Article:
10 Tips for a Successful Internal Discovery Program

If you’re planning to use internal resources for discovery, here’s a few tips to make your program successful:

  1. Leverage a leader. Programs that are championed by senior leaders gain attention. An initial communication from a senior sponsor that effectively positions the program within the context of business priorities goes a long way toward overcoming the initial inertia associated with new programs. Comments in subsequent communications from the senior sponsors are equally important for keeping the program top of mind.
  2. Target effectively. Those most likely to have physical or digital items include not just longstanding employees but also former employees and families of founders.
  3. Seed the program with what you want. It’s important to give employees an idea of what you’re hoping to find.
  4. Ensure employees tell you what it is before you take it. This isn’t an excuse for people to empty their closets and dump thousands of keyrings from the 1989 annual conference on the company. Prepare a deed of gift for selected items, so there are no issues later in regard to ownership.
  5. Connect the program to a compelling issue and/or event. It may be an upcoming move to a new location, an anniversary, a recent acquisition, a specific project, or some other strategic initiative or event. Aligning the program with something that clearly matters to the business gives people a sense of purpose and urgency. The program could also serve as an adjunct at the event—for example, an annual meeting could include “show and tell” sessions or include an oral history booth where longstanding employees can record their recollections.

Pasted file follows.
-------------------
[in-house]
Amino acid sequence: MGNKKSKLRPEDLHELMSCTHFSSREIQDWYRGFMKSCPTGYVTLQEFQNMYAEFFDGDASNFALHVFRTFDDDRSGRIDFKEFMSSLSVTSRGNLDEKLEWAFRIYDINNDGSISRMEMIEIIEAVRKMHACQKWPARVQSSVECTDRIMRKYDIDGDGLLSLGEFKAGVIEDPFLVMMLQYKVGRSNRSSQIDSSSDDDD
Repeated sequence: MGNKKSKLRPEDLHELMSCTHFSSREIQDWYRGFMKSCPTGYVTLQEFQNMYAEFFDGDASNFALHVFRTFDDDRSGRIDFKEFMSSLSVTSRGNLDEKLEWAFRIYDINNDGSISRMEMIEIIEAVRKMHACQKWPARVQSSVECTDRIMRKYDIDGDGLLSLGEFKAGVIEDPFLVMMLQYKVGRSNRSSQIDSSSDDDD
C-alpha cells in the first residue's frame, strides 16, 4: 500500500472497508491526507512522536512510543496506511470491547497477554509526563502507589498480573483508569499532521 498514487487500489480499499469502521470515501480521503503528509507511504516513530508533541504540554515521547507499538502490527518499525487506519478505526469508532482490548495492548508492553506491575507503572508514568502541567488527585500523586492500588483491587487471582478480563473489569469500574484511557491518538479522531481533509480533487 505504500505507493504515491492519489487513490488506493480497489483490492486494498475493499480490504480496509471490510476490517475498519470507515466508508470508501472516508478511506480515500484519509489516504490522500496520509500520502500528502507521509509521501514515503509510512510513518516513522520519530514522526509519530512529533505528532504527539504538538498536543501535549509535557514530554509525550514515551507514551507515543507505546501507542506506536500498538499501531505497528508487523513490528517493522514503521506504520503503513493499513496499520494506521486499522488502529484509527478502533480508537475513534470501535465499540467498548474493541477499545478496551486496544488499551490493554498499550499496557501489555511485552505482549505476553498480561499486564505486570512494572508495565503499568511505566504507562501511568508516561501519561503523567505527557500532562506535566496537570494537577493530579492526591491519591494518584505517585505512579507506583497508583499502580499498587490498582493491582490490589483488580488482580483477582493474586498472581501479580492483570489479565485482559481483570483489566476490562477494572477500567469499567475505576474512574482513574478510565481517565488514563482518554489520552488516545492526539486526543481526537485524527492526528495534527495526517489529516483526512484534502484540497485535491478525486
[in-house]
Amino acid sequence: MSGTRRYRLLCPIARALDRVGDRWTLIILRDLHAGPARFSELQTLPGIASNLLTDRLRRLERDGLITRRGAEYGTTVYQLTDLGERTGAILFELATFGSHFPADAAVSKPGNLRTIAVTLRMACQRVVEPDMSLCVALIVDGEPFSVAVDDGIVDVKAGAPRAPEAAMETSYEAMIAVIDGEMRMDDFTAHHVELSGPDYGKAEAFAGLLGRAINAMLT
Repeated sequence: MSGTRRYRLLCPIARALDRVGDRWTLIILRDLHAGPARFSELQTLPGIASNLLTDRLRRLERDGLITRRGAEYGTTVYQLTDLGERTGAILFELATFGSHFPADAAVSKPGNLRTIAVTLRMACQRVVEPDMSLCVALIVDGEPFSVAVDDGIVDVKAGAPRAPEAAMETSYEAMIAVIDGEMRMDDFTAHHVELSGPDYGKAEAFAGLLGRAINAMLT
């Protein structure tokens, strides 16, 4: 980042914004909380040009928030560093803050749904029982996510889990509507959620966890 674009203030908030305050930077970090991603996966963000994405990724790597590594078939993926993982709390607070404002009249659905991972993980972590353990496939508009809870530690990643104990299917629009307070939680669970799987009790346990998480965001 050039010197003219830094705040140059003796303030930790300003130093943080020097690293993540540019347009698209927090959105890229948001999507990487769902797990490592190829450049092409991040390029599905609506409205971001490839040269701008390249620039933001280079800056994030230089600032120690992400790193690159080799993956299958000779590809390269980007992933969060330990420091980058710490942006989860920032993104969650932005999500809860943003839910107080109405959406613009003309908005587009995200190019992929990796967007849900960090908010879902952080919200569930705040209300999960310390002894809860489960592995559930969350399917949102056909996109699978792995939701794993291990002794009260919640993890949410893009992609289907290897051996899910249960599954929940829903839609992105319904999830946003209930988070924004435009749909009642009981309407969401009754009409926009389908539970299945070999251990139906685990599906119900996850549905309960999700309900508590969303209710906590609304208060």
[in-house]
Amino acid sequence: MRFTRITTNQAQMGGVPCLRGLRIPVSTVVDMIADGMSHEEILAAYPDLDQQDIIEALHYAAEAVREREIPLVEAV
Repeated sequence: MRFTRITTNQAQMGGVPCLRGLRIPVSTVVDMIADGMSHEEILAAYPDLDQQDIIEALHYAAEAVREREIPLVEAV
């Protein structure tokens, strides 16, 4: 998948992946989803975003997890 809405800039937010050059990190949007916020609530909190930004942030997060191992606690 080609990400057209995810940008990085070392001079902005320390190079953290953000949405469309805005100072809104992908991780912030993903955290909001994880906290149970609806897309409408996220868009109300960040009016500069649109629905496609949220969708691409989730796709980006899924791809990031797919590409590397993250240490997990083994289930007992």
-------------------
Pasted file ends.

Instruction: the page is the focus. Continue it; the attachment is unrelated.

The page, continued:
6. Proactively manage the process. One of the biggest mistakes we see is when companies create the tools, push them out and then wait for materials to roll in. It doesn’t normally work that easily. It’s important to delegate responsibilities and train people across locations or departments, adjusting tactics based on what is working well or not working well.
  7. Communicate to internal audiences often and in simple terms. Periodic reminders help. So do bespoke events such as a company equivalent of Antiques Roadshow. Companies can even mix in rewards like “Find of the Month,” with some incentive for the most unusual or profound item. Wherever possible, don’t just highlight the item—give praise to the finder/donor, as well.
  8. Ensure you’re capturing more than “items.” Most company materials from the past 15 years are digital. In addition, many of the greatest “assets” are people’s stories that have not been recorded. Capturing digital and spoken assets is important.
  9. Organize and prepare. Setting up the structure for how you will collect, catalog, document and track incoming materials is critical. A solid foundation will help you efficiently accession materials, address legal issues and avoid other problems.

And above all . . .

  1. Make it easy and fun! This shouldn’t be a hassle or chore.

Engage in Your History

Discovery Programs offer an opportunity to do many things for companies, even those without an organized archives. These programs can fill in the gaps of your history, expand (or challenge) established narratives and company lore, and shed new light on where you’ve been as an organization. An internally driven program can also be a unifying, culture-enhancing vehicle that engages employees in finding and learning more about who the company is and what it did to survive and thrive over time.